Ecology science’s central precept is the notion of carrying capacity. It’s a law of nature. Nothing escapes it. It isn’t elitist. It’s science.
Every bioregion on Earth has a maximum carrying capacity. Among Boulder’s several limiting factors are water resources in this semi-arid climate.
In equilibrium theory, if somewhere is more desirable than elsewhere, more and more people will move there. Quality of life decreases as the place becomes more crowded, until it’s no more desirable than any other place. At that point, equilibrium is reached. Will this be Boulder?
In the man-made world, a city’s infrastructure also has a carrying capacity, which new growth and development frequently exceed. So either: 1) Services are degraded (traffic mitigation lags, traffic worsens, recreation centers don’t keep up, etc.), or, 2) More likely, the city’s infrastructure has to be improved. That costs big money. Those costs are inescapable. The question is who pays? Do developers of the new development, who profit from it, pay? Or do they profit, and all the rest of us pay?
All residents end up paying higher fees for traffic fixes, city rec centers, city services, etc. because growth doesn’t pay its way. And growth increases even more, because it’s being subsidized. It avoids true-cost pricing and enjoys an artificial cost environment. Any business flourishes in that scenario. Measure No. 301 rightly assigns the increased infrastructure costs to those who trigger the need for it, and who profit from it.
Colorado Springs’ population rose from 70,000 in 1960 to 416,000 in 2010 — a 600 percent increase in 50 years. A 600 percent increase for Boulder in 50 years would mean 615,795 Boulderites by 2065. These are the implications of unbridled growth. Boulder is heading there, which is why we need measures 300 and 301. They inject fairness to Boulder’s development arena. They also allow citizens a vote in their neighborhoods’ futures.
When 15 council candidates were recently asked for specific population numbers regarding how big they thought Boulder could grow, only three could give an actual number estimate. (If you don’t have at least a general concept in mind, you’re probably going to wind up somewhere you didn’t intend to go.)
No one’s asking (or answering) the hard questions about how big we’re going to grow. There’s little to keep Boulder from following Colorado Springs. Growth control advocates in the Springs were also called “anti-business NIMBYs.”
But some communities are waking up to Colorado’s growth explosion. Last March, Littleton voters passed two citizens’ growth management initiatives, because their local government wasn’t seriously addressing growth. As in Boulder, Littleton citizens backing the growth management initiatives were vastly out-funded by heavy hitting builders and realtor groups. The National Association Realtors’ (NAR) dropped nearly $20,000 on Littleton to try to defeat their citizen initiatives.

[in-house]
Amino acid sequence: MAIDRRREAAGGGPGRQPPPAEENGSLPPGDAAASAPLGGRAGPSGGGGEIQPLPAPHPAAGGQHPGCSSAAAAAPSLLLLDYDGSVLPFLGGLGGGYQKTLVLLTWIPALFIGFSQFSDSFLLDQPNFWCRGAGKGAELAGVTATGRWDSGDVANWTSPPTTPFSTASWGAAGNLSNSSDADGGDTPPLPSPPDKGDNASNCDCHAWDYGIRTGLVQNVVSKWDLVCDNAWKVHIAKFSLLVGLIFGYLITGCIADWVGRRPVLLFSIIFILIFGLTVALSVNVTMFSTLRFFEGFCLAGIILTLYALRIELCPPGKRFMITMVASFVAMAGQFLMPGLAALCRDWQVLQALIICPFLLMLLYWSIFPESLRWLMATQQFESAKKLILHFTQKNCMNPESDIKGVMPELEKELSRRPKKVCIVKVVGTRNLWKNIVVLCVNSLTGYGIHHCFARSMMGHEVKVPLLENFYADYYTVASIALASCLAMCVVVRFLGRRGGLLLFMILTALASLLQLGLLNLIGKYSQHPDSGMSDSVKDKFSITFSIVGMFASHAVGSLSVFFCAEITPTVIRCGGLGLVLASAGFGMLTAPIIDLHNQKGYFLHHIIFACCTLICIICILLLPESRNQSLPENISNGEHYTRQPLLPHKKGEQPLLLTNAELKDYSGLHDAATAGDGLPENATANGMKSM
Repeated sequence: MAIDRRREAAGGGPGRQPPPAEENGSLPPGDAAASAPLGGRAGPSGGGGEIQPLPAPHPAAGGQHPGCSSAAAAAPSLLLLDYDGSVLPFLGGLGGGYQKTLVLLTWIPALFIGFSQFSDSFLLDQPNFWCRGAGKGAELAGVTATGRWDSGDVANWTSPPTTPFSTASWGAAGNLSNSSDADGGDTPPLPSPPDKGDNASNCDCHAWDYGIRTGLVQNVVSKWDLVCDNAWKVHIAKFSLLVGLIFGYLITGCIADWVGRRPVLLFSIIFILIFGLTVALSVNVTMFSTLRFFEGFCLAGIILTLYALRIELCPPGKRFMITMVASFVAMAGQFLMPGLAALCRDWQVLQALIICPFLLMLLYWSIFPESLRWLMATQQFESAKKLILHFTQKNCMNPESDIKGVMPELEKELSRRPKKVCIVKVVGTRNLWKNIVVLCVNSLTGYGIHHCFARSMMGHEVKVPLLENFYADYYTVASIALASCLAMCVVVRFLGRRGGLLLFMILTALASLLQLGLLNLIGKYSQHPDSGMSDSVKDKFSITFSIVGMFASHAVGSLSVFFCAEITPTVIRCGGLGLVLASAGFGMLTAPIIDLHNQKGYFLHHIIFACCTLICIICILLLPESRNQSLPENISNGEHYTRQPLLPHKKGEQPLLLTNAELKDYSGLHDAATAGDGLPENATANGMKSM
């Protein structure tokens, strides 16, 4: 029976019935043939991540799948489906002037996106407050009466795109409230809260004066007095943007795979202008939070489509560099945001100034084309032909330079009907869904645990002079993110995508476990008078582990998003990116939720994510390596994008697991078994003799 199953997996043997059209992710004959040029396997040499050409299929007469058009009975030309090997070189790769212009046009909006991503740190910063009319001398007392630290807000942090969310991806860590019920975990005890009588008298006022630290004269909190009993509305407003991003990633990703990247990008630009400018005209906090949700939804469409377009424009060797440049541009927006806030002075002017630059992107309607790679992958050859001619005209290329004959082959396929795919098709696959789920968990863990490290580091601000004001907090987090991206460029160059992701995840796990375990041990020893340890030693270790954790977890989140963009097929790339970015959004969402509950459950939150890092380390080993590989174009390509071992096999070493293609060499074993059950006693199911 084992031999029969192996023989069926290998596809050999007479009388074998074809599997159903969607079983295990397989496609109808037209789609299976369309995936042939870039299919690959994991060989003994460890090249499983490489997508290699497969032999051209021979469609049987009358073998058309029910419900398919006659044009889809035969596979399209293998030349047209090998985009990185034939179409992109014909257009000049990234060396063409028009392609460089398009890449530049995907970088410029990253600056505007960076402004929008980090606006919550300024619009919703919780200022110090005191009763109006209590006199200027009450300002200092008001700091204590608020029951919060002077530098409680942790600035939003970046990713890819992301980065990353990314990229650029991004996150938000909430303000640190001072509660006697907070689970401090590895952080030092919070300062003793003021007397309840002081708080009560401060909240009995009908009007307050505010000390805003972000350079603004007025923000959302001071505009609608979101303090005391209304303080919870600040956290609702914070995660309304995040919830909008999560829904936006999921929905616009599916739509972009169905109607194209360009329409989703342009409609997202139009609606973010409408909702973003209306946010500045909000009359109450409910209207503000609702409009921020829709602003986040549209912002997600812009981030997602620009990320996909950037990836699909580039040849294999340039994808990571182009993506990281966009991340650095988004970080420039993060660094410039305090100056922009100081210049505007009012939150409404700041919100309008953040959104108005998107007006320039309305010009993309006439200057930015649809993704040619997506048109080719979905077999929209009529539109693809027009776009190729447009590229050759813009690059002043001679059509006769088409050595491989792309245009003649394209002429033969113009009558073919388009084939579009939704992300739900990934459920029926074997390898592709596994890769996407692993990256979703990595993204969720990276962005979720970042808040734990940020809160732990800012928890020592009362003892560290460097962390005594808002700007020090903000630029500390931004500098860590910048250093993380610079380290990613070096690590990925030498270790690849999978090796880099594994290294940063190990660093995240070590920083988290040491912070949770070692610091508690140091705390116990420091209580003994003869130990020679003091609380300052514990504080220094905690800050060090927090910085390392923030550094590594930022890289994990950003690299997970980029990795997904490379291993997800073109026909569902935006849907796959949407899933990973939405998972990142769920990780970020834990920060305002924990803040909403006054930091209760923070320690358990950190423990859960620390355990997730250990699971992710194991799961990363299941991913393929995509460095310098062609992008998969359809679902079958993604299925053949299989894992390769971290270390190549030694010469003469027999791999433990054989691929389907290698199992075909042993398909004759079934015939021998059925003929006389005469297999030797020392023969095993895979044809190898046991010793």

But Littleton citizens’ growth management initiatives passed. Voters there realized their community was getting played by Big Money. Will Boulder voters realize it?
NAR just donated $16,000 to conduct a Boulder “push poll” that wasn’t even a poll — it was a ruse for spreading misinformation and distortions about two reasonable, responsible, and fair initiatives. Out-of-state real estate investment companies are also donating thousands to defeat Boulder’s citizen initiatives.
Citizen initiatives created Boulder’s Blue Line and 55-foot height limit in the face of a recalcitrant city government. Those citizens were called every “anti-” name imaginable. Critics said they’d hurt the economy, stop Boulder from growing, etc.
Boulder is on the brink of “super-sized” mega-growth. Baseline Zero was my awakening. In measures 300 and 301, we citizens have an opportunity, to adopt sensible, fair growth management policies before it’s too late. If they pass, Boulder can stay a manageable, human-scale size.
Conversely, mega-growth interests will take rejection of 300 and 301 as a mandate for unbridled growth. After his second election, George W. Bush said, “I’ve earned political capital…now I intend to spend it.” Unfortunately, local developers will say this. There is momentum in elections. No on 300 and 301 will result in increased growth, more traffic, towering buildings blocking the mountains, and an exceeding of our semi-arid region’s carrying capacity. Politically, it will trigger years of mega-growth councils and mega-growth Planning Boards.
If 300 and 301 don’t pass, mega-growth momentum could lead to proposals to build on Open Space, doubling and quadrupling neighborhoods’ densities (without them having any say) and a rapid acceleration toward a Boulder population above 250,000 residents.
It’s our choice. Vote Yes on 300 and 301.
Mike Marsh lives in Boulder.